Showing posts from June, 2016

We must get off our butts! Now!

Things were getting under my skin this week.  It all came to a head as I watched a TV report on progress, or lack thereof, in the Flint dirty water case last night.  That was it.  “It’s time to throw out the Governor,” I thought. Then I listened further.  Not only is the Governor and his administration taking their sweet time, but also the state legislature and the U.S. Congress are shirking their duties. Let’s move on.  Here’s the background for my eruption today. Earlier this week I joined hands with a small group of professional people to try to help a prisoner who is innocent of the crime for which he had been sentenced to life behind bars.  These people wanting to help aren’t just average citizens---two businessmen, a retired judge, and two of the finest criminal defense attorneys in their market.  This innocent man was put in prison 15 years ago by a County Prosecutor who used junk science not once, but twice, to get a conviction!  It is my belief that the Prosecuto

Take time to smell the bacon!

We take so much for granted. People who are visually impaired admit they never appreciated the beauty around them until they lost their eyesight, and couldn’t see it any more.  It’s the same with all the senses…it’s the same with all that we enjoy. I’m thinking of this because a former prisoner explained to me some of the things she enjoyed the most upon her release.  She was able to eat with a real spoon, knife and fork again, instead of the plastic “spork” used in the prison system.  She was so grateful to be able to hold a baby, to pet a dog, and to grab a piece of fresh fruit whenever she felt the urge. I stood with a newly released prisoner in his first living quarters, a small apartment in a nice neighborhood.  He turned off all the lights, and savored the darkness and the silence.  For years he had not been in the dark, nor had he been in a place free of noise. None of us can really identify with the feelings of prisoners, but I can come close on one topic:  tas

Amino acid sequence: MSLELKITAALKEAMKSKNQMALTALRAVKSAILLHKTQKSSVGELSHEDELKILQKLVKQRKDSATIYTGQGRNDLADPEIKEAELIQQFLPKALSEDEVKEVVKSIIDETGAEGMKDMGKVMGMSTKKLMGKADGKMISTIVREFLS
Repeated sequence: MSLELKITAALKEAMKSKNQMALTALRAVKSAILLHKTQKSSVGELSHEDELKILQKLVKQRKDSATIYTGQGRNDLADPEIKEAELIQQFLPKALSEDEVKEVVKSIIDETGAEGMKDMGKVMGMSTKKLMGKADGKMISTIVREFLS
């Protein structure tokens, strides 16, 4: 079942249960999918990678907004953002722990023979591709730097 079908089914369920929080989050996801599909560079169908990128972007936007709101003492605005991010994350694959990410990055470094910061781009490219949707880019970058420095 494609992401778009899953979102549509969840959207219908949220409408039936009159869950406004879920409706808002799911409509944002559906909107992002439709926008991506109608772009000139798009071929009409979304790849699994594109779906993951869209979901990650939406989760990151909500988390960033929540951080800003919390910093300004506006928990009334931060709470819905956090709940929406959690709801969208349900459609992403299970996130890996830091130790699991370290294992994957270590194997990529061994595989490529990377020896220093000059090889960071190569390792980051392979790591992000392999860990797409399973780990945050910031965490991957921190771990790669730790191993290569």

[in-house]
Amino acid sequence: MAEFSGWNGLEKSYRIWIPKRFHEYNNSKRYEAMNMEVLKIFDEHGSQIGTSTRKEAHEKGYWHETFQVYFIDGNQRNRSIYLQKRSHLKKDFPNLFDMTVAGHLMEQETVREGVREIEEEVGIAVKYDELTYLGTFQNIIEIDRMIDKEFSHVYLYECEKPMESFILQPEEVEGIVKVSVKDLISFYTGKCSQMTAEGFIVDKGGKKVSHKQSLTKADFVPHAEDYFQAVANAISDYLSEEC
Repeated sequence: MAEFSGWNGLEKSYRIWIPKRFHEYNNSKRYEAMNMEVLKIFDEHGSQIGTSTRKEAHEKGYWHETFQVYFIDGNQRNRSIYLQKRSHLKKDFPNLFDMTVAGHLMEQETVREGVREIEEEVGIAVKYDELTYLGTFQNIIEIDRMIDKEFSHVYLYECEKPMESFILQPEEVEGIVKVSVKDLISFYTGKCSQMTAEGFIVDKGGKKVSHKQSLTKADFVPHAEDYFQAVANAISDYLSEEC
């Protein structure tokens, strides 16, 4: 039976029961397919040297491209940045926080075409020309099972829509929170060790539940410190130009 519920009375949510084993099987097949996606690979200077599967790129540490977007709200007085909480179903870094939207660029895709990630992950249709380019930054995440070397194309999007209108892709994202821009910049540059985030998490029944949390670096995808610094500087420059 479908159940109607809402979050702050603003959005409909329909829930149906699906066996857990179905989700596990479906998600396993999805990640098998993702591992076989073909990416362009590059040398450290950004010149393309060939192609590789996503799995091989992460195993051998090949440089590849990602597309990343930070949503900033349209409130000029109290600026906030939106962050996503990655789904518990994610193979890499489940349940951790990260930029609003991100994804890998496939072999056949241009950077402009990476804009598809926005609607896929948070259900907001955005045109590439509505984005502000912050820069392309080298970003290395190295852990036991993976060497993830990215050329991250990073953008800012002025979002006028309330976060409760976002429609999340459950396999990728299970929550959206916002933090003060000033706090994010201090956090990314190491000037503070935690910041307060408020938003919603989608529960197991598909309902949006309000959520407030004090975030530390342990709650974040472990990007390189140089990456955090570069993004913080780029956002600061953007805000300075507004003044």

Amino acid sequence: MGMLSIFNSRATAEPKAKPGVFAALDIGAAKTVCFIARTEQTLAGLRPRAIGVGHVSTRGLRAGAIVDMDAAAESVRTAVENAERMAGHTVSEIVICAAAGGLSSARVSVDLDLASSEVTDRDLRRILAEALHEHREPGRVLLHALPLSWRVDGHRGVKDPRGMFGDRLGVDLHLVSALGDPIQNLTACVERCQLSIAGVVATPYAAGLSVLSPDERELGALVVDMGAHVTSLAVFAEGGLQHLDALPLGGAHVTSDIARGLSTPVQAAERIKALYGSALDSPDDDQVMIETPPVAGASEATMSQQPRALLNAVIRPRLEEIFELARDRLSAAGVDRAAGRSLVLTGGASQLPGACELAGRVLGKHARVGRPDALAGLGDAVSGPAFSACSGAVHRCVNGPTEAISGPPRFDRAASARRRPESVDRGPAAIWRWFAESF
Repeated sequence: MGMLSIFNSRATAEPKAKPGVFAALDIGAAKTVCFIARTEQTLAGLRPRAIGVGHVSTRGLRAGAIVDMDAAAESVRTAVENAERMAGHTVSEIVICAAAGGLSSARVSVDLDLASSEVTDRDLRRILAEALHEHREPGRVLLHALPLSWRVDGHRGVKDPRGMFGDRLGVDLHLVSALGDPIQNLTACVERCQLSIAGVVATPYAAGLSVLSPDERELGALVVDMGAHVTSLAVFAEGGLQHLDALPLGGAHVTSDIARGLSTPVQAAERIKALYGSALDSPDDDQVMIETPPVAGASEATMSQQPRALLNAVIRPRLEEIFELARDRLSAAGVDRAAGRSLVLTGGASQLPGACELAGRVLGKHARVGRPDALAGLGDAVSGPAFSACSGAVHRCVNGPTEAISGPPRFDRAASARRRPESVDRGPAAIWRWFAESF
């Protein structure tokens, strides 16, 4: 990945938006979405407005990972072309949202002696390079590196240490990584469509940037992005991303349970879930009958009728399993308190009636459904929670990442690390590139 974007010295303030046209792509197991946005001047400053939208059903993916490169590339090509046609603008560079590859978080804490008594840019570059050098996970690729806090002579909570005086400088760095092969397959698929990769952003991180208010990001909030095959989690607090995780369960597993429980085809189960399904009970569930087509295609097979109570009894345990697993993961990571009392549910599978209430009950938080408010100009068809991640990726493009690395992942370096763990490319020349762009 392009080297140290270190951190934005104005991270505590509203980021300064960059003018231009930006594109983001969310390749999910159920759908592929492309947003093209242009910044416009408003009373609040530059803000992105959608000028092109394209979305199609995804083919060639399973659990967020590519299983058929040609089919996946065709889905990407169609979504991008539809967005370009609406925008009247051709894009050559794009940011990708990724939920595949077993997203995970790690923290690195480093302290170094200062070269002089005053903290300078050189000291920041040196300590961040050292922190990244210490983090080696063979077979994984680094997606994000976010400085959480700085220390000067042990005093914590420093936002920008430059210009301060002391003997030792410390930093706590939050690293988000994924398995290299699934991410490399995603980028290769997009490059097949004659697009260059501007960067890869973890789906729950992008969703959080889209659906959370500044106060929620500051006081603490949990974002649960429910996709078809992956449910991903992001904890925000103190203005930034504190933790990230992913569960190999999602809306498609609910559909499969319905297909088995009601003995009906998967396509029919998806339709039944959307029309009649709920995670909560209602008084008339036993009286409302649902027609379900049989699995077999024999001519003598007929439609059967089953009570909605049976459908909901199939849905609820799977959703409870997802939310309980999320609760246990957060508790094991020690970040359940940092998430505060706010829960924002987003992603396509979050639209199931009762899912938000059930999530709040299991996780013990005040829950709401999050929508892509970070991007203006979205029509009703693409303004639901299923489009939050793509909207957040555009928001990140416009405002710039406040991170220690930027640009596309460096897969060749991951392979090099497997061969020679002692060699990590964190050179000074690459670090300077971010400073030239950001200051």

Don't throw away the key!

Paul’s offense wasn’t one of those vicious, brutal crimes that we read about on the front page.  No.  Instead, it was the kind of crime that disgusts us, the kind that we detest to the nth degree.  We want these kind of people put away. I’m reminded of that today, because Paul called our office from his new home in Grand Rapids.  He is enjoying transitional housing, provided by a fine ministry that works hard to keep prisoners from re-offending.  He simply wanted us to know that he’s doing great, and that, at the age of 41, he’s intent on making a new life for himself. I’m not about to use his real name, or describe his crime, because I suspect you’d get disgusted all over again and ask why he’s on the outside. Actually, those are the thoughts we struggled with at first.  But Paul’s letters to HFP seemed genuine.  From what we could tell, he had a real conversion experience while in prison.  I know, I know.  The Parole Board hears this all the time.  “I’ve met the Lord, an